The Littleton Block Party may return in 2020, thanks in part to reduced special event fees from South Metro Fire Rescue.
Organizer Greg Reinke canceled the annual June bash in 2019, blaming increased event fees and tighter regulations from South Metro, which took over firefighting duties for Littleton at the end of 2018.
Now, with some of the fees reduced, Reinke says he's hopeful he can bring back the party that many call the unofficial start of summer in Littleton — even if there are still some details to be hammered out.
“There's still the matter of the pyrotechnics fee,” Reinke said. The Block Party typically features two fireworks shows. “That could be a show stopper. Some people have told me, `Well, just don't do the fireworks shows.' But that would be like going to Disneyland if the rides were all closed.”
Last year's permits topped $1,600 — $1,123 for the fireworks permit and $483 for a special event permit, or more than 10 times the $150 Reinke used to pay Littleton Fire Rescue.
Though other members of the Historic Downtown Littleton Merchants Association, of which Reinke is president, offered to pay the difference, Reinke canceled the show, saying he was afraid costs would keep climbing.
The new fee schedule reduces the special event permit fee to $260, and a fee schedule on South Metro's website lists the pyrotechnics fee as $1,079.
A reduction of less than $300 from last year might not seem like much, but it helps, Reinke said, though he's still hoping South Metro will work with him on the pyrotechnics fee.
The pyrotechnics fee is likely to stand for the time being, said South Metro fire marshal Anthony Valdez.
“That's not part of our new fee schedule, though it will be part of the grander fee schedule review we're undergoing right now,” Valdez said.
The pyrotechnics fee covers a plan review, pre-event inspection, oversight during the display, the cost to keep a firetruck on standby and a post-event inspection, Valdez said in 2019.
The new fee schedule, which waives fees for events with less than 150 attendees and tops out at $260 for events with more than 1,000 attendees, came after consultation with community stakeholders and is designed to ensure local events can succeed, Valdez said.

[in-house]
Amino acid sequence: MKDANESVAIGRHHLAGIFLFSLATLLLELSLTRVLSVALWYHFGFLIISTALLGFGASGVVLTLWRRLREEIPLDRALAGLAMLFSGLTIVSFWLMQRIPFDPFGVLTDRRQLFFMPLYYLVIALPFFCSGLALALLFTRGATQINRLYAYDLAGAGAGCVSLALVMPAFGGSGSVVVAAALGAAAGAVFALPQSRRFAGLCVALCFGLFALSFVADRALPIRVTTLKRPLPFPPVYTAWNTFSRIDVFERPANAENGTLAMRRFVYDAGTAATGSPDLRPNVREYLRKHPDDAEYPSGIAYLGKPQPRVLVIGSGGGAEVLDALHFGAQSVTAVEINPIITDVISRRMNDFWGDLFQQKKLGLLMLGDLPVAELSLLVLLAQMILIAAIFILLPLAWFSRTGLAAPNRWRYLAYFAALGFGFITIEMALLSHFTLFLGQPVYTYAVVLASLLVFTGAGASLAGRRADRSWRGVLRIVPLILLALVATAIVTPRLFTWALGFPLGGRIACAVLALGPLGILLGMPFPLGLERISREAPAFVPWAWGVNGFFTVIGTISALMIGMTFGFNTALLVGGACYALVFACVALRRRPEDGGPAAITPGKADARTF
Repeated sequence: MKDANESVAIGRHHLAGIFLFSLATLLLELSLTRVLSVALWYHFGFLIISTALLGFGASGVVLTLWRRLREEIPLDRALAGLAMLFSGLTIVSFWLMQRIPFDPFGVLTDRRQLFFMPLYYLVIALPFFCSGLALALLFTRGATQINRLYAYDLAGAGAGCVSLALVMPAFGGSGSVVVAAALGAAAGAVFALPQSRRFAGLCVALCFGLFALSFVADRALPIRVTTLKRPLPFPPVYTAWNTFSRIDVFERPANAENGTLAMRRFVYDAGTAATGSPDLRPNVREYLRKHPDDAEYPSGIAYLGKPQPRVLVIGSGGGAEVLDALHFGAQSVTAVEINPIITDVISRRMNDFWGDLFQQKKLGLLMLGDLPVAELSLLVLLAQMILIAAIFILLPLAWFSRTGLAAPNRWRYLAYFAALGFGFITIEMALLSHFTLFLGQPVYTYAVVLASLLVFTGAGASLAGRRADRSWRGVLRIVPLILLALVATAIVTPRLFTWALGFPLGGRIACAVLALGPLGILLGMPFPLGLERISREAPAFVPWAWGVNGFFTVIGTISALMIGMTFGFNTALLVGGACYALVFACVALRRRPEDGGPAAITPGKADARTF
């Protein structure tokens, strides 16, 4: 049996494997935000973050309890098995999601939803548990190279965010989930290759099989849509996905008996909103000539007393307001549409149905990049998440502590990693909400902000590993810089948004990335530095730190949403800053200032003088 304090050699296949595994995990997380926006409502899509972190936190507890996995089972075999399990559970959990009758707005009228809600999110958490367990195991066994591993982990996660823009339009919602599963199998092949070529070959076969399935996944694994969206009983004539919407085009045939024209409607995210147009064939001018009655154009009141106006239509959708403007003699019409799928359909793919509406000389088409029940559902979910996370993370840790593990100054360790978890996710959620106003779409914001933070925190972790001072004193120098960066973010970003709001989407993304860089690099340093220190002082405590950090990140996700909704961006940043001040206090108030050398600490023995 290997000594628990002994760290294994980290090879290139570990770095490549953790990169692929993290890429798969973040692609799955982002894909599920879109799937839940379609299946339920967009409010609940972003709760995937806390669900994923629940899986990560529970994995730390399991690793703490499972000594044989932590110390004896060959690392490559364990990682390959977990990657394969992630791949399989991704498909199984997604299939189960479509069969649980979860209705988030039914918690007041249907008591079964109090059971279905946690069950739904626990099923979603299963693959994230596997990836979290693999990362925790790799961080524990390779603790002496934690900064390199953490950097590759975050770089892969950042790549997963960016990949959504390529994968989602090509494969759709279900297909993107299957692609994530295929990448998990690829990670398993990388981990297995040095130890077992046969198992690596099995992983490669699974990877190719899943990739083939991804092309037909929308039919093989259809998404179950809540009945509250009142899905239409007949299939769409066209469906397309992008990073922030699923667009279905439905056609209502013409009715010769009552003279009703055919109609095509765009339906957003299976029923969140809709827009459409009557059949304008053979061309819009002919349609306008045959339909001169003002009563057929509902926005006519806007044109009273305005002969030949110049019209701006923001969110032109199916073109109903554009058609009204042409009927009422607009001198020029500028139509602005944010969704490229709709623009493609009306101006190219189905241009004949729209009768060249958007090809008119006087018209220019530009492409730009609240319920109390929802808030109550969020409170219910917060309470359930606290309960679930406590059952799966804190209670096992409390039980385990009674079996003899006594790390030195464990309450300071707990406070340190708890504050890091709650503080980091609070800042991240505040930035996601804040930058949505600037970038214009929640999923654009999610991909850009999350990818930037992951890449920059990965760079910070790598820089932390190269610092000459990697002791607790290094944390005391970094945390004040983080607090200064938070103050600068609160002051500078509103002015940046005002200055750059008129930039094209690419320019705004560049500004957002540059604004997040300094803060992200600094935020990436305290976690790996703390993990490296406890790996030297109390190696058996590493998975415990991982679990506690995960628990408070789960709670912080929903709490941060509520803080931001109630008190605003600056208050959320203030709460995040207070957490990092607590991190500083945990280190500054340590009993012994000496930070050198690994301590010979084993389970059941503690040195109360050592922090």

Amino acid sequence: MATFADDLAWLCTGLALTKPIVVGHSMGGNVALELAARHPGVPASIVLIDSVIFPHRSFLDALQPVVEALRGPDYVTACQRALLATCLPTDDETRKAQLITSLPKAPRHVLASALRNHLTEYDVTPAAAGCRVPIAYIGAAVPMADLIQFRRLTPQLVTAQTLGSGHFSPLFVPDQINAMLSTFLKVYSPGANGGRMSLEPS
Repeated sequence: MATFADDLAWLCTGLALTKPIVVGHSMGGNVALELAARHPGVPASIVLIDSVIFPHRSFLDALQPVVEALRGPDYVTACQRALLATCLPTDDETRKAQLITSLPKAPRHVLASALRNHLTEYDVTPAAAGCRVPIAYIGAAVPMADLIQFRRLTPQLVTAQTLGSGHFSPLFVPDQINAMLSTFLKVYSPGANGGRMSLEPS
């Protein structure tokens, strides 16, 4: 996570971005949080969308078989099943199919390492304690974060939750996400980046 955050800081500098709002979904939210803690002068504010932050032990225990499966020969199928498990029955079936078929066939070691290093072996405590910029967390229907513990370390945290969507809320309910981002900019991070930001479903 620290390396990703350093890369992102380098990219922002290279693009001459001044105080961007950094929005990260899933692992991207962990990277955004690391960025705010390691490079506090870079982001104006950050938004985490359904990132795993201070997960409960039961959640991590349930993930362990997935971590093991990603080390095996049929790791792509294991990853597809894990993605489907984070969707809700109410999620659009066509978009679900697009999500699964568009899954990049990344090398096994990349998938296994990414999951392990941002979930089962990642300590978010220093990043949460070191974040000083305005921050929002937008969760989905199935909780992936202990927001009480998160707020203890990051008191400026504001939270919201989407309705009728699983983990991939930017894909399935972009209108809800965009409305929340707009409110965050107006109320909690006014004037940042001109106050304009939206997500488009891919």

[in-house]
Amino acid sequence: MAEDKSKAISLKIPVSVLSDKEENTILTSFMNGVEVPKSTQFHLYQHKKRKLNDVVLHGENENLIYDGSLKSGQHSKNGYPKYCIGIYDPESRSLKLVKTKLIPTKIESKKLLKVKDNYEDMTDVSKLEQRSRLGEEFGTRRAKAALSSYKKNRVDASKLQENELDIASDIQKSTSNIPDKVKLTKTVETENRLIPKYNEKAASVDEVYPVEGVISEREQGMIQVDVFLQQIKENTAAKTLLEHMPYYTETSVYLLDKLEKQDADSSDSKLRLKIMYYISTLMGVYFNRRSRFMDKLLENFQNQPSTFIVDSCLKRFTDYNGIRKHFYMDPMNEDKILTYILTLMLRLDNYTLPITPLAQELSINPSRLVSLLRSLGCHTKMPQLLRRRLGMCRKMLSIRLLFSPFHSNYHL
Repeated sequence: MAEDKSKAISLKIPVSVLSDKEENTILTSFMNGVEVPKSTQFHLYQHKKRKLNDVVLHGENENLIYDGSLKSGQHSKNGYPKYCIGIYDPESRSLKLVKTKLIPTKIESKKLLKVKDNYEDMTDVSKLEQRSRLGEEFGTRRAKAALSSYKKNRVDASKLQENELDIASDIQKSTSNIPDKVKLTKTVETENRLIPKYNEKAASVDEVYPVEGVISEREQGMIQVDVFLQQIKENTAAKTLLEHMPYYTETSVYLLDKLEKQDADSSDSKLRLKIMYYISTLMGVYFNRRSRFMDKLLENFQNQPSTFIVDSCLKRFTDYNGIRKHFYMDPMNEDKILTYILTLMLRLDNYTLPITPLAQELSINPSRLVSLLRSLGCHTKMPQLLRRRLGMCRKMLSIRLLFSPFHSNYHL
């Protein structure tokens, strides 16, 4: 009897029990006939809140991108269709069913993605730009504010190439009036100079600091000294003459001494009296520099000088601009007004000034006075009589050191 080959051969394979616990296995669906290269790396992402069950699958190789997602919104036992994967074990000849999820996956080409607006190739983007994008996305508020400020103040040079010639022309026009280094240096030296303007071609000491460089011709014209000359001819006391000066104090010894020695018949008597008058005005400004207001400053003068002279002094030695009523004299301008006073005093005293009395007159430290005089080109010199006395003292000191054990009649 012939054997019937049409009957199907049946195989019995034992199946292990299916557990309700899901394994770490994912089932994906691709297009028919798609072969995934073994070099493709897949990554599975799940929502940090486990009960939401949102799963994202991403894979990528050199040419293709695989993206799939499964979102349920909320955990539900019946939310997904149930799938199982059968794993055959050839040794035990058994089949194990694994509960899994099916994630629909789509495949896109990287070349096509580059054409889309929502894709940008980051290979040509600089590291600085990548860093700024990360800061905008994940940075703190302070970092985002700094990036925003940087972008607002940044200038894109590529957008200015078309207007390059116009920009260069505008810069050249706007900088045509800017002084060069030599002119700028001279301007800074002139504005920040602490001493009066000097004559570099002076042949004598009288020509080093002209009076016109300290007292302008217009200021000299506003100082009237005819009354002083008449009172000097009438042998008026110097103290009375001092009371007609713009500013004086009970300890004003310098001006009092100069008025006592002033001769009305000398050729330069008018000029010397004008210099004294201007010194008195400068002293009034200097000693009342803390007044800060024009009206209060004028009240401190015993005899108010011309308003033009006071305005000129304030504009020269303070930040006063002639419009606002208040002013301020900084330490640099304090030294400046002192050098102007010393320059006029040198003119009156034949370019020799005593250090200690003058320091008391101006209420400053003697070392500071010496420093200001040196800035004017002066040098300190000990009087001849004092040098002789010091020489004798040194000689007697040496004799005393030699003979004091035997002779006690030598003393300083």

“Our board's philosophy is our fees should be as close to full cost recovery as possible,” Valdez said. “That includes salary of those performing services, vehicles, fuel, technology and so forth. With these new event fees, we're only at partial cost recovery, but we want to make sure we're partnering with the community to meet their needs.”
There were other problems with last year's Block Party: Reinke chafed at South Metro's stricter enforcement of fire codes, including requiring a 20-foot-wide right-of-way down Main Street, which Reinke said would have forced him to eliminate some of the stages used by bands and performers.
Reinke said he's hopeful he and South Metro can work together this year to lay out the festival.
“I don't think that's an issue anymore,” Reinke said.
Valdez said South Metro is bound to enforce city code.
“We don't have flexibility as to that enforcement, but there are lots of ways to be creative to allow activities to occur,” Valdez said.
Reinke also complained in 2019 that the City of Littleton was enforcing excessive requirements for portable toilets and handwashing stations, though he said the city eventually backed off. City of Littleton spokeswoman Kelli Narde said last year that the initial toilet requirement was an automatic response to Reinke's initial permit filing, which estimated far higher attendance than the 6,000 to 8,000 people who typically attend.
Reinke was also bogged down by giving depositions in a lawsuit with a roofing company over completion of the roof of his shop, Reinke Bros., in 2019. Reinke lost the lawsuit over the summer, and the suit is now in appeals.
Reinke said in 2019 that he and his crew got a late start on permitting the event and had trouble communicating with South Metro. This year he's set an earlier deadline, and already attended a meeting with South Metro and other local event planners, which he called productive.
“It was a wonderful meeting, and now we both understand where we're coming from,” Reinke said. “I have high hopes everything will be fine. When the Block Party happens, look out, because it'll knock your socks off.”
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